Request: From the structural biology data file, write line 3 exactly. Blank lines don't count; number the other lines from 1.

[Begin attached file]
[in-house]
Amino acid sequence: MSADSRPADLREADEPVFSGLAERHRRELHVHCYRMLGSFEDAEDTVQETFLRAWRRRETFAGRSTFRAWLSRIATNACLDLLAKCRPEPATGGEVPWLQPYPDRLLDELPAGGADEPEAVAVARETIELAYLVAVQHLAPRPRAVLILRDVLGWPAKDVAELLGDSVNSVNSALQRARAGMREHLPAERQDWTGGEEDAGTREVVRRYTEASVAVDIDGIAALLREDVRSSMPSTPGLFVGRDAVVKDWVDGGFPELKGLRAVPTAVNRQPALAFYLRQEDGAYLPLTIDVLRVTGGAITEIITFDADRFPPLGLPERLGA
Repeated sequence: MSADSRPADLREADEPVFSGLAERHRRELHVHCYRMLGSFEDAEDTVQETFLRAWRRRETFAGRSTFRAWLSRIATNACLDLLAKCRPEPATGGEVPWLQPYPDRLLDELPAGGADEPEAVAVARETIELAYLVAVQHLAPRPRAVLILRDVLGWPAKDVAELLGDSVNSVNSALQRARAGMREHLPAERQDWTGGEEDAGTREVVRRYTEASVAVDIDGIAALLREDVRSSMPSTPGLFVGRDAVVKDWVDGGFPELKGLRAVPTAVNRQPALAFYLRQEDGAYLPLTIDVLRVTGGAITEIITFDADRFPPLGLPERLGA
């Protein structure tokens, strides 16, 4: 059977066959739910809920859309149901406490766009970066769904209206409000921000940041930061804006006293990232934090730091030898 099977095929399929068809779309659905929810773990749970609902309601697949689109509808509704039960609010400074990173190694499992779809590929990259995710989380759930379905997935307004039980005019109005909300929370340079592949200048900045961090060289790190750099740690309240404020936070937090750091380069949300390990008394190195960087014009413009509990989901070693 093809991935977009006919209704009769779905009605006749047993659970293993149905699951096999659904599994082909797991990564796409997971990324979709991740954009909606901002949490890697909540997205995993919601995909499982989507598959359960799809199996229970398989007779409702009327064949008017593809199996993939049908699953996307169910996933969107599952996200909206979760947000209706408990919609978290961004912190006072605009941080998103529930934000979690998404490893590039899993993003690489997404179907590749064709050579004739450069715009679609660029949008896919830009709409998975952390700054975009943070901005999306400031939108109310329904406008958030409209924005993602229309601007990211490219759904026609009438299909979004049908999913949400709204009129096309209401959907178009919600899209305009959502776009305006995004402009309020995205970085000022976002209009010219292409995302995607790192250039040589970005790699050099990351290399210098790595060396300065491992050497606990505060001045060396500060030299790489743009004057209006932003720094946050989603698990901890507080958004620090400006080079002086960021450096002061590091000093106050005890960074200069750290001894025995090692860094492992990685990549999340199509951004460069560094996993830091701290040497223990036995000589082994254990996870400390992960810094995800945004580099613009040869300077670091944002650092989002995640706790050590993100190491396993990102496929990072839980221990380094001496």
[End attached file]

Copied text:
Repeated sequence: MSADSRPADLREADEPVFSGLAERHRRELHVHCYRMLGSFEDAEDTVQETFLRAWRRRETFAGRSTFRAWLSRIATNACLDLLAKCRPEPATGGEVPWLQPYPDRLLDELPAGGADEPEAVAVARETIELAYLVAVQHLAPRPRAVLILRDVLGWPAKDVAELLGDSVNSVNSALQRARAGMREHLPAERQDWTGGEEDAGTREVVRRYTEASVAVDIDGIAALLREDVRSSMPSTPGLFVGRDAVVKDWVDGGFPELKGLRAVPTAVNRQPALAFYLRQEDGAYLPLTIDVLRVTGGAITEIITFDADRFPPLGLPERLGA